National Press Club

Cancer Survivor Offers Cancer Policy Ideas

May 28, 2009 | By Mark Schoeff Jr. |

After navigating a 2,600-mile sailboat journey from Mexico to Alaska in
2008 following a successful battle against a lethal form of cancer, Dick
Drechsler is embarking on a trek that won’t cover as much geography
but could be just as challenging.

Drechsler introduced a six-point plan for improving federal cancer
policy at a May 27 Newsmaker. He is launching a grass-roots campaign to
garner support in the Obama administration and on Capitol Hill. He’ll be
one of a multitude of advocates trying to grab part of the health care
reform spotlight.

Ranking behind only heart disease as an annual killer, cancer deserves
its own point person in the government, according to Drechsler. He is
calling on President Obama to appoint a cancer czar.

“A war needs a general,” Drechsler said.

Another recommendation is to establish an Internet-based
cancer-management system. Drechsler draws parallels with dating Web
sites. Cancer victims would describe their diagnosis and then be
directed to facilities where they can best be treated.

The idea comes from Drechsler’s own experience. When he was diagnosed
with advanced neck and throat cancer in 2005, he underwent invasive and
radical treatment. During radiation, his throat grew shut.

After searching widely, Drechsler finally found a doctor at the M.D.
Anderson Cancer Center in Houston who specialized in his problem. Wading
through all the cancer references on the Web can be daunting.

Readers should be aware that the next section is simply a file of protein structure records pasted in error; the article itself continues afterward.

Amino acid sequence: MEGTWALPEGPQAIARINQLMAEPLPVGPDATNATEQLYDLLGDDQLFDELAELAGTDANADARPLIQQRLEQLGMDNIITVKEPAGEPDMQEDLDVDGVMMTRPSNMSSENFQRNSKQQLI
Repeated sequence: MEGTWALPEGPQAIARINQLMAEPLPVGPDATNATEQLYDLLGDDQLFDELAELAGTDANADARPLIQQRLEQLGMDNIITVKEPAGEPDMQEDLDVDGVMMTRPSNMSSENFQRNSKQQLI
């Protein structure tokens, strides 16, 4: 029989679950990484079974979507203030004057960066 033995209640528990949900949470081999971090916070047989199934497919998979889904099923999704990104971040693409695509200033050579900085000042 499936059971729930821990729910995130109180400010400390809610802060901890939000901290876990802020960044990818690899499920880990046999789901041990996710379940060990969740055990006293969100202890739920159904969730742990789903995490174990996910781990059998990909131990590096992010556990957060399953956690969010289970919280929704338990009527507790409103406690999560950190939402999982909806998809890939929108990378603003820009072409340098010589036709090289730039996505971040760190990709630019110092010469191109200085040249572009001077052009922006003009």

“It’s very hard to find information that is on point for the cancer that
is ailing you,” Drechsler said. “You have to take ownership of your

Other priorities in Drechsler’s plan include developing standards for
prevention, screening, diagnosis and treatment, facilitating the sharing
of cancer research breakthroughs and creating a cancer patients’ bill of

While Drechsler is trying to change the country’s approach to cancer, he
also is reaching out to other survivors through his love of sailing. The
voyage that Drechsler and his wife Sharon undertook not only led to a
book, Manning Up in Alaska, it also inspired a following that led him to
establish the Sail Through Cancer Foundation.

The organization is launching next month the Armada of Hope. The
initiative involves enlisting 1000 sailboats around the country to
provide cruises to cancer victims, especially children.

While in the Washington area over the Memorial Day weekend, Drechsler
and his wife signed up 12 boats that sail on the Chesapeake Bay.

Although his throat is permanently restricted, Drechsler remains an avid sportsman. He advises others battling cancer to fight aggressively.

“Don’t be fearful,” he said. “There is life after cancer.”